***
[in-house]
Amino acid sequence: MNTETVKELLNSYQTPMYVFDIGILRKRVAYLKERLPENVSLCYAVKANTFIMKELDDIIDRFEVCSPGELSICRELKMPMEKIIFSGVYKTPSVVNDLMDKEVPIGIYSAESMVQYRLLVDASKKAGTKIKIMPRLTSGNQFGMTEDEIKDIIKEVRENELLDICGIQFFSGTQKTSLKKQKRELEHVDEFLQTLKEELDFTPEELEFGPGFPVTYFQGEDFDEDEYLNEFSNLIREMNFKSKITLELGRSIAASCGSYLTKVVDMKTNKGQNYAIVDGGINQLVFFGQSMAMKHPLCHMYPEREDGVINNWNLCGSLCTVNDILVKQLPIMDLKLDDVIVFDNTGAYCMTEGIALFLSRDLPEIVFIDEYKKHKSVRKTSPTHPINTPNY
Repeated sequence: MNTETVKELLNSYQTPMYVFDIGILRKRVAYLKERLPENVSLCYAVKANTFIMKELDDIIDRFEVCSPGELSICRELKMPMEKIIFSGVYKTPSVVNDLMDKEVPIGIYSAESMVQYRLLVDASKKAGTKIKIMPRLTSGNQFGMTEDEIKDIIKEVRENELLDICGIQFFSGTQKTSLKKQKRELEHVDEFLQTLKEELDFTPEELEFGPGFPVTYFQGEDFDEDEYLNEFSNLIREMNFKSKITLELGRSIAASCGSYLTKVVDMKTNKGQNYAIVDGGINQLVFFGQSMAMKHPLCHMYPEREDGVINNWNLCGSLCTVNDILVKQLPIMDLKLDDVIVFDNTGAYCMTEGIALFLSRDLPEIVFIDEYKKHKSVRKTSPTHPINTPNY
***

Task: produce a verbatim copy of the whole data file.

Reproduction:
[in-house]
Amino acid sequence: MNTETVKELLNSYQTPMYVFDIGILRKRVAYLKERLPENVSLCYAVKANTFIMKELDDIIDRFEVCSPGELSICRELKMPMEKIIFSGVYKTPSVVNDLMDKEVPIGIYSAESMVQYRLLVDASKKAGTKIKIMPRLTSGNQFGMTEDEIKDIIKEVRENELLDICGIQFFSGTQKTSLKKQKRELEHVDEFLQTLKEELDFTPEELEFGPGFPVTYFQGEDFDEDEYLNEFSNLIREMNFKSKITLELGRSIAASCGSYLTKVVDMKTNKGQNYAIVDGGINQLVFFGQSMAMKHPLCHMYPEREDGVINNWNLCGSLCTVNDILVKQLPIMDLKLDDVIVFDNTGAYCMTEGIALFLSRDLPEIVFIDEYKKHKSVRKTSPTHPINTPNY
Repeated sequence: MNTETVKELLNSYQTPMYVFDIGILRKRVAYLKERLPENVSLCYAVKANTFIMKELDDIIDRFEVCSPGELSICRELKMPMEKIIFSGVYKTPSVVNDLMDKEVPIGIYSAESMVQYRLLVDASKKAGTKIKIMPRLTSGNQFGMTEDEIKDIIKEVRENELLDICGIQFFSGTQKTSLKKQKRELEHVDEFLQTLKEELDFTPEELEFGPGFPVTYFQGEDFDEDEYLNEFSNLIREMNFKSKITLELGRSIAASCGSYLTKVVDMKTNKGQNYAIVDGGINQLVFFGQSMAMKHPLCHMYPEREDGVINNWNLCGSLCTVNDILVKQLPIMDLKLDDVIVFDNTGAYCMTEGIALFLSRDLPEIVFIDEYKKHKSVRKTSPTHPINTPNY